Ever Bigger

The garden fruit is coming in now, which I have to say is my favorite time of the year. A few figs have begun purpling (is that a real verb?) and promise to be delicious.  Surprisingly, what we were told were june berries turned out to be something called wineberries, which are native to this part of the country and completely scrumptious.  There are however, a different kind of berry growing in the same bed, that look a bit more like blackberries, but could turn out to be the june berry.  I’m learning things all the time in the garden as more new things grow.

My hands are always this dirty nowadays
Beautiful wineberries with a smattering of cucumbers
Blackberry, or june berry? Only time will tell.

Speaking of learning new things: WE HAVE AN UPDATE ON THE MYSTERY SQUASH.  Drumroll pleeeeassse!  *rapid snare drum comes out of nowhere*

They’re PUMPKINS! Baby pumpkins!  Seeing as they’re only about the size of a fist, they probably aren’t good for pie making (DRAT) but will make excellent coffee table decoration.  Where they came from, though, is still a mystery.

Not quite orange yet

Another one of my favorite, and completely unexpected, things to have happened in the garden this year is, what I’m calling, the bonsai sunflower. Our sunflowers are over six feet tall at this point, with beautiful burt orange blossoms just larger than tea cup saucers.  However, one flower made it’s way into another bed, a bed with a much more shallow soil depth.  As a result, this sunflower, which I can only assume to have been on the same seed as the giants ones, is only about 18 inches tall, but still with a full blossom!  Nature’s quirks never cease to amaze.

I’ve decided to name him Tyrion.

We had plenty of volunteers at our new Sunday workday, which was a relief because Elise and I have been trying to eat all of these cucumbers by ourselves. We’ve got Boston pickling cucumbers coming out of our ears.  The lemon cucumbers are also beginning to come in, and I still don’t know where they taste like lemon, or just kind of look like lemons. I’ll find out I guess.  We’ve harvested just about the rest of the kale, and a lot of swiss chard – a wonderful ruby red – and practically had enough produce to distribute our own little CSA boxes for the volunteers on Sunday.

Lulu keeping guard over the harvest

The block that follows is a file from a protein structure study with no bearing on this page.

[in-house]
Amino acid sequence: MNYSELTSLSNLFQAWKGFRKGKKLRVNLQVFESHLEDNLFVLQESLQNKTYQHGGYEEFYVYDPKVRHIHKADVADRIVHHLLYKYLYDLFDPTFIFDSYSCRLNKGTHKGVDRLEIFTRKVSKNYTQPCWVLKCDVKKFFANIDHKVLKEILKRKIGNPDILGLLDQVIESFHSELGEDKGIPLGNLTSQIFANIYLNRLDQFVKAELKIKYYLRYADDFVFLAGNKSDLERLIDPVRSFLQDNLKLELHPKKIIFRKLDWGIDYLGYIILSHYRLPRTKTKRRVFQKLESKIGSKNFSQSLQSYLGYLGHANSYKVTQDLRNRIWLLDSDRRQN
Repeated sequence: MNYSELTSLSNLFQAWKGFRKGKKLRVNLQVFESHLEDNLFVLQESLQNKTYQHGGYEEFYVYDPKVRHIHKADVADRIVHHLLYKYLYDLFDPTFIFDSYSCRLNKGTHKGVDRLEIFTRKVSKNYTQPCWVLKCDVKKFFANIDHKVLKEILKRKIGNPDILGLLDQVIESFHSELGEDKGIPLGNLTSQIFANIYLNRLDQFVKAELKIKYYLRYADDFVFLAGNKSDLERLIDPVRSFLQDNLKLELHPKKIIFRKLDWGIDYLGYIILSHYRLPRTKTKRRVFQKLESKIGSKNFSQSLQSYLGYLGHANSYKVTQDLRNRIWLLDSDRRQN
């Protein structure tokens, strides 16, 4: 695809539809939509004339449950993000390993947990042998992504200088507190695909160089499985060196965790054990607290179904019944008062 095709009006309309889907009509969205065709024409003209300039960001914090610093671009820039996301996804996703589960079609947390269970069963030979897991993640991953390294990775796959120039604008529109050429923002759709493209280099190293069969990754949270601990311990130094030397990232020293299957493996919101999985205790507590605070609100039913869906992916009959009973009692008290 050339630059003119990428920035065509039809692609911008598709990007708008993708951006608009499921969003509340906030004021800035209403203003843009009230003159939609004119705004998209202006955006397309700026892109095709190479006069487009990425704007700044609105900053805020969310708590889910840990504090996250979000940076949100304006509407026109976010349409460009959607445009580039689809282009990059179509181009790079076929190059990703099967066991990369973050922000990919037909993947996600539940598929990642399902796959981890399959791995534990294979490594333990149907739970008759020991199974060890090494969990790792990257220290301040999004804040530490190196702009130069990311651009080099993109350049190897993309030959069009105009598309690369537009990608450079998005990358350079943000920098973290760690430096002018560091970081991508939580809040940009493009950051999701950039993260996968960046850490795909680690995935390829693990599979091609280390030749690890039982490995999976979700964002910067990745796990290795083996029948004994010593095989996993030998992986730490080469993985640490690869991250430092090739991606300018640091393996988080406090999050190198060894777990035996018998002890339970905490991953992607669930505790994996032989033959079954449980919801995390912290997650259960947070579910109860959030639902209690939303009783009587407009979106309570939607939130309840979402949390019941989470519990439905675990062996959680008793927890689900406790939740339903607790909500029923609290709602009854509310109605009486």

Volunteers harvesting some chard
The chard money shot. Yum!
UVa Community Garden CSA? And yes, those are green beans!

I just finished Joel Salatin’s book, Folks, This Ain’t Normal which was completely engaging, funny, horrifying, and uplifting all at once.  I highly recommend it for anyone who cares about food or human culture in general. I could be biased though, because really the book appeals to my inner grumpy old man, who, unfortunately, is becoming stronger every day. Joel takes a look at standard practices in food culture, derived from a systemically produced American idea that we don’t ever screw up, and points out that not only are they not healthy, nor sustainable, nor responsible, but they just AREN’T NORMAL.  It only took me a few chapters to understand that the tone of the book’s title is not one of a scolding father, but one of an exasperated neighbor who does not understand what is going on.

It would seem that in our quest to do and make and have things faster, cheaper, more efficient, larger, we never back track.  We’ve shot a hole in the roof of our house, and instead of figuring out ways to fix the roof (or improve our aim) we’re trying to figure out which would be the best bucket to put underneath the hole when it rains. And when that bucket leaks, we find another, and another. You know Albert Eisten said the definition of insanity was doing the same thing over and over again and expected a different result.

But what I think the most valuable thing I got out of this book was what he said when it comes to farmers.  When you move somewhere new, you have to find a new dentist, a new GP, a new job, a new school, a new park to take your dog to.  You should also have to find a new farmer.  Find the person who’s going to be providing you with food.  Know who they are, what they do, and how they do it.  Have a relationship with your farmer and with your food.  Would you really want your teeth cleaned by a dentist you never got to meet, and whose credentials were, at best, dubious?

That wouldn’t be normal.



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